Jake Sullivan: Biden relied on military officials on Bagram airport decision
National Security Advisor Jake Sullivan on Sunday assigned partial responsibility to military officials over the move to use Kabul’s airport for evacuation efforts, as he insisted the Biden administration is “working actively to disrupt” another terror attack in Afghanistan.
Asked whether President Biden should take full responsibility for the deadly debacle at Hamid Karzai International Airport, Sullivan explained that the president gave “significant weight” to the advice on the operational aspect of the end of the US occupation of Afghanistan.
“You’ve heard the president take ultimate responsibility for every decision he’s made as commander-in-chief. He has expressly said the buck stops with him,” he said on “Fox News Sunday” with Chris Wallace.
“But let’s be real about Bagram: There is a difference between tactical advice from the commanders on the ground. What is the right operational method of executing a drawdown? And on that, he placed great weight on the advice of the people in the field, a strategic decision to continue a war into a third decade with American troops fighting and dying in a civil war in another country.”
While the call to leave Afghanistan was Biden’s, exactly how the US went about doing so is the duty of top military officials, Sullivan explained.
“On the strategic decision, that’s a decision only a president can make. On the tactical decision of which is the right airport to have for an evacuation, of course, any responsible president would give significant weight to the advice of the commanders on the ground,” he said. “And their advice was to close Bagram and focus on Kabul.”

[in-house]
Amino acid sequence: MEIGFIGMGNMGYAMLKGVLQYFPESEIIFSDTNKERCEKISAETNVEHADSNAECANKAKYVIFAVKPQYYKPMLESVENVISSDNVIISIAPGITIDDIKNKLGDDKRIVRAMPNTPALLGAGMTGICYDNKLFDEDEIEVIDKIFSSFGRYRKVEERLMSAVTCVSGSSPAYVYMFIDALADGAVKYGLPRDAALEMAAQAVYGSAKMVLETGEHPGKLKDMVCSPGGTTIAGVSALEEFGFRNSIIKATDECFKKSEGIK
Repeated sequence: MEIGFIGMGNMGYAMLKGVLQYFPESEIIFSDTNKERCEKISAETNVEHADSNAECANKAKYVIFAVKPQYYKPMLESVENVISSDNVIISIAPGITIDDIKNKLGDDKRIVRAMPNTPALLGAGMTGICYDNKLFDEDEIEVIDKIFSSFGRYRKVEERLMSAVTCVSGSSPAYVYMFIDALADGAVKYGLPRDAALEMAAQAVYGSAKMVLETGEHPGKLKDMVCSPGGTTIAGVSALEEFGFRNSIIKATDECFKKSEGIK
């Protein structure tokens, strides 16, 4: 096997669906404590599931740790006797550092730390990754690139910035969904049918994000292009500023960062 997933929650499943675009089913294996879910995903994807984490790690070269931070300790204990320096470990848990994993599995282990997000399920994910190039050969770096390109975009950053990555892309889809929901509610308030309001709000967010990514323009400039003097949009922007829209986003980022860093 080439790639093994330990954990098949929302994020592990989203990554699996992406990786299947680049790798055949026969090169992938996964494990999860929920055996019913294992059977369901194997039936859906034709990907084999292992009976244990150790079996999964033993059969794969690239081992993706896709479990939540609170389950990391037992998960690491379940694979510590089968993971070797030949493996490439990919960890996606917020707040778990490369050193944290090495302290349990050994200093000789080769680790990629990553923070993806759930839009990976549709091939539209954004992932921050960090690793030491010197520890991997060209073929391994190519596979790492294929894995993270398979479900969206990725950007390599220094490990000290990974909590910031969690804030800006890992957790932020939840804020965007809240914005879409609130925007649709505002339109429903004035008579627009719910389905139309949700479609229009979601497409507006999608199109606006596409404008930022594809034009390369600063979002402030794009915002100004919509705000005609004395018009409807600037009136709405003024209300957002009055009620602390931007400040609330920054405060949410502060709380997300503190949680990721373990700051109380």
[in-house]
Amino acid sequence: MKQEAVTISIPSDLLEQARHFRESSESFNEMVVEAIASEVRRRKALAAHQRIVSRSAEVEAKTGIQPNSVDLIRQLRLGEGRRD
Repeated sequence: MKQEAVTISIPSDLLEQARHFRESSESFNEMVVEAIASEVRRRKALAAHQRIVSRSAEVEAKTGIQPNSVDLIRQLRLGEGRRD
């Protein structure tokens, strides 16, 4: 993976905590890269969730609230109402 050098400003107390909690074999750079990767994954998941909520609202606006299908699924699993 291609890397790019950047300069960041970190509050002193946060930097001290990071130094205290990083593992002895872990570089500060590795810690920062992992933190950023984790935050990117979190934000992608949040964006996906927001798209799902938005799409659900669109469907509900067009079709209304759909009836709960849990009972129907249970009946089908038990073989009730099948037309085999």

Sullivan’s explanation came after the president on Thursday explained that he opted to close Bagram based on the advice of military personnel — a decision that sparked criticism after last week’s bombing at the Kabul airport.
“They concluded — the military — that Bagram was not much value added, that it was much wiser to focus on Kabul,” Biden said Thursday. “And so, I followed that recommendation.”
Also Sunday, Sullivan vowed that US forces are attempting to prevent more bloodshed following Thursday’s ISIS-K suicide attack that left 13 US service members and hundreds of Afghans dead — after Biden warned Saturday afternoon that another terror attack “is highly likely in the next 24-36 hours.”
“There are more threat streams that we are working actively to try to disrupt and prevent,” said Sullivan.
“And as the president has said, another attack could occur at any time. He has directed his commanders on the ground to take every force protection measure possible to ensure the safety of our troops as they complete their mission.”
Sullivan said about 5,500 American citizens have been evacuated from Kabul so far and that authorities believe some 300 or fewer remain in the ravaged country.
The national security advisor also reiterated Biden’s threat from last week to “hunt down” ISIS-K, saying, “The president will stop at nothing to make ISIS-K pay for the deaths of those American service members at the Kabul airport. He will ensure that we get the people responsible for this, that we continue to put pressure on the group responsible for this, and that we continue to take targets off the battlefield.”
Thursday’s deadly blast raised questions about why the military abandoned the fortified Bagram airfield, which is 40 miles from Kabul’s airport.
Among the critics was Lt. Col. Stuart Scheller, who went viral Thursday after he posted video on Facebook in which he slammed military leadership following the devastating suicide blast.
“I’m not saying we’ve got to be in Afghanistan forever, but I am saying: Did any of you throw your rank on the table and say, ‘Hey, it’s a bad idea to evacuate Bagram Airfield, a strategic airbase, before we evacuate everyone’? Did anyone do that?” Schellder fumed. “And when you didn’t think to do that, did anyone raise their hand and say, ‘We completely messed this up?’ ”
“I think the Taliban demanded [the closure of Bagram]. I think that was part of the deal that Biden made,” claimed Jim Hanson, a former Army special forces vet. “The Taliban threatened to start fighting again and then Biden got scared.”